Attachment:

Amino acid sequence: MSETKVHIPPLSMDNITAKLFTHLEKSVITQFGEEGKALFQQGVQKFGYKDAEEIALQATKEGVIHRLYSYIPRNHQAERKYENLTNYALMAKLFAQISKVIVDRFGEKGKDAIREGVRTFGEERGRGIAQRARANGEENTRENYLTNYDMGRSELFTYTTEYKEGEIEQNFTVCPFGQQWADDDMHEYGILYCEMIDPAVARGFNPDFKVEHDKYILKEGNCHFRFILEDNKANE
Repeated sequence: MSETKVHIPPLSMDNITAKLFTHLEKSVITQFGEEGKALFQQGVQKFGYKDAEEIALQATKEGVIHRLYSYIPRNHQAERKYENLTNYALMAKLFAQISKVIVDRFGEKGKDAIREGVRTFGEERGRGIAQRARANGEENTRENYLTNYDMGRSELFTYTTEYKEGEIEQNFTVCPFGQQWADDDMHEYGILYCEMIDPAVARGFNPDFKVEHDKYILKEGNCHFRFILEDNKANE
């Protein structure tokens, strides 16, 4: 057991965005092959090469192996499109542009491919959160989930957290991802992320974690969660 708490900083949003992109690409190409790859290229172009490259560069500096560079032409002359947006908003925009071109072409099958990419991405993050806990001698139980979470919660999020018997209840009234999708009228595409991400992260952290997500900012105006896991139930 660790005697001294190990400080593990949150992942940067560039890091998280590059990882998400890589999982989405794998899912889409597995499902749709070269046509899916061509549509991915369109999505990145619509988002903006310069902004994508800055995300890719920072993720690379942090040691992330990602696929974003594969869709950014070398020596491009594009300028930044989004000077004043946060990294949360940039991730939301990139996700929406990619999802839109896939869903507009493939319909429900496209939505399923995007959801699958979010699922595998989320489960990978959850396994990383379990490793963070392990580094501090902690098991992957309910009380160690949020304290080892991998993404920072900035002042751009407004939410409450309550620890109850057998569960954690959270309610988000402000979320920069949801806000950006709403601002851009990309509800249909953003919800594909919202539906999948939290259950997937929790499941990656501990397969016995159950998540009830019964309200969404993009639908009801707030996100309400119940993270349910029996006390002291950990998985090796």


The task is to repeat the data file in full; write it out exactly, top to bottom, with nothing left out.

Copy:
Amino acid sequence: MSETKVHIPPLSMDNITAKLFTHLEKSVITQFGEEGKALFQQGVQKFGYKDAEEIALQATKEGVIHRLYSYIPRNHQAERKYENLTNYALMAKLFAQISKVIVDRFGEKGKDAIREGVRTFGEERGRGIAQRARANGEENTRENYLTNYDMGRSELFTYTTEYKEGEIEQNFTVCPFGQQWADDDMHEYGILYCEMIDPAVARGFNPDFKVEHDKYILKEGNCHFRFILEDNKANE
Repeated sequence: MSETKVHIPPLSMDNITAKLFTHLEKSVITQFGEEGKALFQQGVQKFGYKDAEEIALQATKEGVIHRLYSYIPRNHQAERKYENLTNYALMAKLFAQISKVIVDRFGEKGKDAIREGVRTFGEERGRGIAQRARANGEENTRENYLTNYDMGRSELFTYTTEYKEGEIEQNFTVCPFGQQWADDDMHEYGILYCEMIDPAVARGFNPDFKVEHDKYILKEGNCHFRFILEDNKANE
């Protein structure tokens, strides 16, 4: 057991965005092959090469192996499109542009491919959160989930957290991802992320974690969660 708490900083949003992109690409190409790859290229172009490259560069500096560079032409002359947006908003925009071109072409099958990419991405993050806990001698139980979470919660999020018997209840009234999708009228595409991400992260952290997500900012105006896991139930 660790005697001294190990400080593990949150992942940067560039890091998280590059990882998400890589999982989405794998899912889409597995499902749709070269046509899916061509549509991915369109999505990145619509988002903006310069902004994508800055995300890719920072993720690379942090040691992330990602696929974003594969869709950014070398020596491009594009300028930044989004000077004043946060990294949360940039991730939301990139996700929406990619999802839109896939869903507009493939319909429900496209939505399923995007959801699958979010699922595998989320489960990978959850396994990383379990490793963070392990580094501090902690098991992957309910009380160690949020304290080892991998993404920072900035002042751009407004939410409450309550620890109850057998569960954690959270309610988000402000979320920069949801806000950006709403601002851009990309509800249909953003919800594909919202539906999948939290259950997937929790499941990656501990397969016995159950998540009830019964309200969404993009639908009801707030996100309400119940993270349910029996006390002291950990998985090796």